There are several good novels packed into Us. The one I'm most eager to read is about Loman and his Bangkok bargirls-- whoring and deprivation. Here is a passage in which Loman wanders with a fellow vet through their adopted city. "They passed a ten-storied glass-walled air-conditioned mall set down like a spaceship or a moral choice in the squalor. Loman saw a traditionally dressed Thai woman staring at a naked mannequin in a shop window." His friend tells him, "Our wishes are wrapped in flesh. . . . That's what Bangkok is for." Here as elsewhere, Mr. Karlin's speculative sallies flow from observation of a material world simply and unflinchingly described. When I read such passages I think, yes, I will buy Mr. Karlin's next book, and hope for something more simple than Us.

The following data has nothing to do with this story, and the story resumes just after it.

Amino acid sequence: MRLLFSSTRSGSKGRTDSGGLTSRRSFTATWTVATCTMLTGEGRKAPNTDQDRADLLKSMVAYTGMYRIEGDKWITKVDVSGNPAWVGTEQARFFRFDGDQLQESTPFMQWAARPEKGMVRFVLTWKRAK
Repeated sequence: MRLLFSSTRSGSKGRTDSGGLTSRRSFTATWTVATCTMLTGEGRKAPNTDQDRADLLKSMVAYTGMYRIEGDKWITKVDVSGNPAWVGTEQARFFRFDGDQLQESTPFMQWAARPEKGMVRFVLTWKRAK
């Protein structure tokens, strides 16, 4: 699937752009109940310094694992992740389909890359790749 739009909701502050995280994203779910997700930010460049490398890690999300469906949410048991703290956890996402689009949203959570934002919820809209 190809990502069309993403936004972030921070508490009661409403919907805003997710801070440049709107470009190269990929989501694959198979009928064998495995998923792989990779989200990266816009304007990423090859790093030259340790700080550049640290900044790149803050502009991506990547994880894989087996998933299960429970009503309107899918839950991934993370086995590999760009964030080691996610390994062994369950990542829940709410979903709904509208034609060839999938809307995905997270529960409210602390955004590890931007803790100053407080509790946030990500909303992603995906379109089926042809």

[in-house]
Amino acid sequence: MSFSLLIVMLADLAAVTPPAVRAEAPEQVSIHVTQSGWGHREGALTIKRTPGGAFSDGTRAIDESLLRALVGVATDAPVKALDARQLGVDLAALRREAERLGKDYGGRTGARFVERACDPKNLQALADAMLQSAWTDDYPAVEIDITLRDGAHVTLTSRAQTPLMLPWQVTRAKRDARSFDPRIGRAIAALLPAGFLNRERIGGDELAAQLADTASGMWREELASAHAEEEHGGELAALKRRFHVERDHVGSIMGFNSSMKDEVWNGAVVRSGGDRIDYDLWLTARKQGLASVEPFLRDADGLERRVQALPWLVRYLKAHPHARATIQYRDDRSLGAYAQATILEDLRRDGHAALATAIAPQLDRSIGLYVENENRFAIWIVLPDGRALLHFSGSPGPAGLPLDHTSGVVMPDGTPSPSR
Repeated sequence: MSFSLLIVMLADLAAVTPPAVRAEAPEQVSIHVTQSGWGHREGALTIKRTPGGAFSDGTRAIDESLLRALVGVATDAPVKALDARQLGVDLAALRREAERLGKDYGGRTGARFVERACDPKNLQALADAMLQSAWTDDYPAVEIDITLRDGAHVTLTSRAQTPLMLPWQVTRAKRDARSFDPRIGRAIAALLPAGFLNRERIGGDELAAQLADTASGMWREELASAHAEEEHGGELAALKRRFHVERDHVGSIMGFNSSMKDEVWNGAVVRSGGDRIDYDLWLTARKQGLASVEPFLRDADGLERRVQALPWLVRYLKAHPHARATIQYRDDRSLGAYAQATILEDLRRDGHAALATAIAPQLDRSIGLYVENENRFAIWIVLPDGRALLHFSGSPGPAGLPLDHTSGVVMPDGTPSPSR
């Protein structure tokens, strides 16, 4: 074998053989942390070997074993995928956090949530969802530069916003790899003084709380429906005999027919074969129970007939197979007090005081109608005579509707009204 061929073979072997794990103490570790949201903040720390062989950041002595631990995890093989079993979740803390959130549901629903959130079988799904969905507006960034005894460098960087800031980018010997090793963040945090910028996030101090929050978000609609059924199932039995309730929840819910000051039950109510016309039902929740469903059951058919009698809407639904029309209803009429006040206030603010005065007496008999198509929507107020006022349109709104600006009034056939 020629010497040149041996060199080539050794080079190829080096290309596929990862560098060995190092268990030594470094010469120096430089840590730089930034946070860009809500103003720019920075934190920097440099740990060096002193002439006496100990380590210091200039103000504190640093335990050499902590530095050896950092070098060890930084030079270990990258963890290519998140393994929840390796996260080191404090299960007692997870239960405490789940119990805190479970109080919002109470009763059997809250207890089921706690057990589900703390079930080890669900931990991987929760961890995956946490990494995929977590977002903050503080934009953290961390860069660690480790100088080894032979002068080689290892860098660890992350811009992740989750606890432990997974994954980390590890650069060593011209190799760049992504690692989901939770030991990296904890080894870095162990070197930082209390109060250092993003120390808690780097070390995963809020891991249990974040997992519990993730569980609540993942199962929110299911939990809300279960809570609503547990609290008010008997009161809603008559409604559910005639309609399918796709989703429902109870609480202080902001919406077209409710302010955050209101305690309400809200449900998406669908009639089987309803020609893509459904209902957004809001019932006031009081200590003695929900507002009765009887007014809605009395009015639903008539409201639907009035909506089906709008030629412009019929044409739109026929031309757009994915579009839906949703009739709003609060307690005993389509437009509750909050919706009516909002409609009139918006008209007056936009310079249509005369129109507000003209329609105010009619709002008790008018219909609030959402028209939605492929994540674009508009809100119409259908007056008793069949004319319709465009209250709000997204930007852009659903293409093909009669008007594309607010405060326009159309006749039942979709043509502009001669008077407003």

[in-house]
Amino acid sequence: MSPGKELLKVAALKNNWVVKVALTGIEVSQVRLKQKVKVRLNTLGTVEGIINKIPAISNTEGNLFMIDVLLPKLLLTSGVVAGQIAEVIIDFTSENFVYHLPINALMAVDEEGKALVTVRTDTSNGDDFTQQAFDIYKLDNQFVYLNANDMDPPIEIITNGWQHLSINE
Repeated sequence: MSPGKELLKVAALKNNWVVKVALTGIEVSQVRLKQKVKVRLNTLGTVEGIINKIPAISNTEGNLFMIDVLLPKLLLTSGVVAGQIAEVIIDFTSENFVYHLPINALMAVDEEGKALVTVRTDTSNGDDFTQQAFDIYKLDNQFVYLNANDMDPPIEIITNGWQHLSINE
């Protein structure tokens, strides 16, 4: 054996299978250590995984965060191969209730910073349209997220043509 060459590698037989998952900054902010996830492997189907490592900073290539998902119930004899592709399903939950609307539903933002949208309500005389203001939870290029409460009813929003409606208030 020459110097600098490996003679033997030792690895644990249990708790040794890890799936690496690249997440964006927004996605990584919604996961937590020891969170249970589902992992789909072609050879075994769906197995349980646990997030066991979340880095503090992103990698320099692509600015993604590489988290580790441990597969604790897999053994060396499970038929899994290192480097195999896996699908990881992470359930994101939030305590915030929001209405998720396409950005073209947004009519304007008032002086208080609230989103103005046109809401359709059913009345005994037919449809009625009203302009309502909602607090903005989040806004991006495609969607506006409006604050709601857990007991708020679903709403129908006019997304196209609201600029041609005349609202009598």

The World Book
Steven Cramer
Copper Beech Press, $9.95
David Daniel

If we were sitting in a hot tub, as in Steven Cramer's poem "Jacuzzi," and a man waded in, "A man so thin, so undone,/He looked like a trembling aspen/In a flood," what would drive us to look away, "scanning our hands/For paper cuts, for sores, torn nails/Any breach in the skin, through which/The idea of such illness could get in"? So The World Book begins, scanning the "narrative/Of everyone alive who now is not," not seeking intimations of an immortal soul, but rather seeking answers to the mysteries of this world: how to attain, for instance, "the love/Required of survivors, the invisible/Grace to press against what terrifies/And restores" ("The Game"). With dignity and, at times, great force, Cramer discovers both this courage and the mature poetic style necessary to express it.